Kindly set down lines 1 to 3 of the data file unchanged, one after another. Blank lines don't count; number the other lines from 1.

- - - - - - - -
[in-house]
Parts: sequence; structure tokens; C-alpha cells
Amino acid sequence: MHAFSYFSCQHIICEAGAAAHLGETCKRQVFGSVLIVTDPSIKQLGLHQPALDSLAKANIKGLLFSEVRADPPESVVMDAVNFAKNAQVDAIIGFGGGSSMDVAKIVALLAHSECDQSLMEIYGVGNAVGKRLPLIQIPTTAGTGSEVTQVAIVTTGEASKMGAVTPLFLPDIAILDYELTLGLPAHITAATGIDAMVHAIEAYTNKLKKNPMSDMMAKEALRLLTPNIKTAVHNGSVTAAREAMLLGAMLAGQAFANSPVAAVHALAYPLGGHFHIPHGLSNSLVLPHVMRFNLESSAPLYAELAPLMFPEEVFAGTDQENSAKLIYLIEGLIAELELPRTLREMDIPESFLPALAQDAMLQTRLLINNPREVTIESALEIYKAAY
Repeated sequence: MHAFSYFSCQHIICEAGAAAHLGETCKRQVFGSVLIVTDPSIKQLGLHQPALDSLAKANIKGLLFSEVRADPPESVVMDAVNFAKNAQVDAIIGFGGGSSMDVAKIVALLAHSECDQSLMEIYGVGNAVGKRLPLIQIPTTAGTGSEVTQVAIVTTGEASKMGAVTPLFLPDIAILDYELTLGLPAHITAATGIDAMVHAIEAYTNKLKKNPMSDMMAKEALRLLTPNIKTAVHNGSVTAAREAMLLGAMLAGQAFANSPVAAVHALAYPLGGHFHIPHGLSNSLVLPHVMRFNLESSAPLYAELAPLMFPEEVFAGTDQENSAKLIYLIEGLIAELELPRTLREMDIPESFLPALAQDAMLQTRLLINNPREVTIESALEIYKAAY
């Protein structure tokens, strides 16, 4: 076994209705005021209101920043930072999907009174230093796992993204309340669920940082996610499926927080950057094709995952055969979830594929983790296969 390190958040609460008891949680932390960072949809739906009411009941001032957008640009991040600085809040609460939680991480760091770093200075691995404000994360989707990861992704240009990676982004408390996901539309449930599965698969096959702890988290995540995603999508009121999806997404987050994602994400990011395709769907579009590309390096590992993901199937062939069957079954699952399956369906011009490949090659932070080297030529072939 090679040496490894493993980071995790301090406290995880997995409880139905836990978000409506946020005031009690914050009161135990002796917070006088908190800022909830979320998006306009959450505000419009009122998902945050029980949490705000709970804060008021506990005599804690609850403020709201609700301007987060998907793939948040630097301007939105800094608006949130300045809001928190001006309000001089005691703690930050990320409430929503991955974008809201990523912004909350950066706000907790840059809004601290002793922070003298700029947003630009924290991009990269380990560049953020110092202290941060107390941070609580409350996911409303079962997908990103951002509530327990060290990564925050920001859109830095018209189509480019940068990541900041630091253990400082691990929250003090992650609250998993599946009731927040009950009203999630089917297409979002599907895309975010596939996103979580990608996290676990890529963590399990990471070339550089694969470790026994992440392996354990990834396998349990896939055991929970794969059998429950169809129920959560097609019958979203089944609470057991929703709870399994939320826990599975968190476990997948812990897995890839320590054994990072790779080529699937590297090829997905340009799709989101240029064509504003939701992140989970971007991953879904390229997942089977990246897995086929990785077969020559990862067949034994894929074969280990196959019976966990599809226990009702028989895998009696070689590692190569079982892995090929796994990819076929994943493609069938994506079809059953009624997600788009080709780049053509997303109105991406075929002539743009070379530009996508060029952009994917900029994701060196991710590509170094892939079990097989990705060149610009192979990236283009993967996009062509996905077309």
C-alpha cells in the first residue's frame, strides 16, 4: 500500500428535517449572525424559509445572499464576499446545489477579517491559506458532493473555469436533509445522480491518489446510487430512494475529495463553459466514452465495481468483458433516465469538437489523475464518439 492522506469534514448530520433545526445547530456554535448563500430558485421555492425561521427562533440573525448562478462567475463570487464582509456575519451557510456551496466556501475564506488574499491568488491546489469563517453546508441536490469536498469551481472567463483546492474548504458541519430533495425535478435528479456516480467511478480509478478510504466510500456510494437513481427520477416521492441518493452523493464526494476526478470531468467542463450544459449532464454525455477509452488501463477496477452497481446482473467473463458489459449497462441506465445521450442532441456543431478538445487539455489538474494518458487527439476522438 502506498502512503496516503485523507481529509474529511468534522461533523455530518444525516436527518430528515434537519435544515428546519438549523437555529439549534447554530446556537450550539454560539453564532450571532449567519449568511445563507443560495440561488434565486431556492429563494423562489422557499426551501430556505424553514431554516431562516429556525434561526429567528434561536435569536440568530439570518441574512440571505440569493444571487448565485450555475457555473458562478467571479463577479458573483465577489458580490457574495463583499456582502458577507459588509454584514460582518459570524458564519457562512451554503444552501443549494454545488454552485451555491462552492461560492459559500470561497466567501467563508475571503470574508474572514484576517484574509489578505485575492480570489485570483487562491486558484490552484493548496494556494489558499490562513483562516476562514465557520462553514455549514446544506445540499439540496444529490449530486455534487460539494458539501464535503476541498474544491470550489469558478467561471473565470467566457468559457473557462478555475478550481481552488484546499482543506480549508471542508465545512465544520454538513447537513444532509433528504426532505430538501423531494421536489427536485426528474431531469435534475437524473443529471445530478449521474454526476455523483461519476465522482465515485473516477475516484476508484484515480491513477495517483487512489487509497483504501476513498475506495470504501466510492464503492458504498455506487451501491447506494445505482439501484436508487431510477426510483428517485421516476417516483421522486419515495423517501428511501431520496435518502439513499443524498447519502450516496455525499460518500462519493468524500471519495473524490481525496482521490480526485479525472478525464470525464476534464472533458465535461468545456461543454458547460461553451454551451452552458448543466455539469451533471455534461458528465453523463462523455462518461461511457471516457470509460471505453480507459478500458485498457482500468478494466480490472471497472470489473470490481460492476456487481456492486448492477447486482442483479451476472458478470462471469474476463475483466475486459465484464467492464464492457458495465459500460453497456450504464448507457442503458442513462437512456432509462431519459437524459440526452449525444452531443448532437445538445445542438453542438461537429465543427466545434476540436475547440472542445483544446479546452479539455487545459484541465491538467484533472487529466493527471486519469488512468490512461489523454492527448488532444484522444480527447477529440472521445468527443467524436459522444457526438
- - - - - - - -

[in-house]
Parts: sequence; structure tokens; C-alpha cells
Amino acid sequence: MHAFSYFSCQHIICEAGAAAHLGETCKRQVFGSVLIVTDPSIKQLGLHQPALDSLAKANIKGLLFSEVRADPPESVVMDAVNFAKNAQVDAIIGFGGGSSMDVAKIVALLAHSECDQSLMEIYGVGNAVGKRLPLIQIPTTAGTGSEVTQVAIVTTGEASKMGAVTPLFLPDIAILDYELTLGLPAHITAATGIDAMVHAIEAYTNKLKKNPMSDMMAKEALRLLTPNIKTAVHNGSVTAAREAMLLGAMLAGQAFANSPVAAVHALAYPLGGHFHIPHGLSNSLVLPHVMRFNLESSAPLYAELAPLMFPEEVFAGTDQENSAKLIYLIEGLIAELELPRTLREMDIPESFLPALAQDAMLQTRLLINNPREVTIESALEIYKAAY